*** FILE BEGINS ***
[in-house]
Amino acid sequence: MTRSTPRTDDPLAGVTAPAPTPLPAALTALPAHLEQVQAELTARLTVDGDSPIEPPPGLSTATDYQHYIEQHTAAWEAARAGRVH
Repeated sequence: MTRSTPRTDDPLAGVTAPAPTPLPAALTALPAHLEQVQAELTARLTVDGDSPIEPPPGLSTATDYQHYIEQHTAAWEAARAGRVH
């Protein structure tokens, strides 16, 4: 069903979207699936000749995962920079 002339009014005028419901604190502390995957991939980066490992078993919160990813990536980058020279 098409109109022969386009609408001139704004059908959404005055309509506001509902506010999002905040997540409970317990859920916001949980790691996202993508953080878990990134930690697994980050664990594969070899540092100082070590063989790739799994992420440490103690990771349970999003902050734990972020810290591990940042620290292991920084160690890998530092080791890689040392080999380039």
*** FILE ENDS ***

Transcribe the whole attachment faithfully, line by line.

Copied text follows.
[in-house]
Amino acid sequence: MTRSTPRTDDPLAGVTAPAPTPLPAALTALPAHLEQVQAELTARLTVDGDSPIEPPPGLSTATDYQHYIEQHTAAWEAARAGRVH
Repeated sequence: MTRSTPRTDDPLAGVTAPAPTPLPAALTALPAHLEQVQAELTARLTVDGDSPIEPPPGLSTATDYQHYIEQHTAAWEAARAGRVH
């Protein structure tokens, strides 16, 4: 069903979207699936000749995962920079 002339009014005028419901604190502390995957991939980066490992078993919160990813990536980058020279 098409109109022969386009609408001139704004059908959404005055309509506001509902506010999002905040997540409970317990859920916001949980790691996202993508953080878990990134930690697994980050664990594969070899540092100082070590063989790739799994992420440490103690990771349970999003902050734990972020810290591990940042620290292991920084160690890998530092080791890689040392080999380039």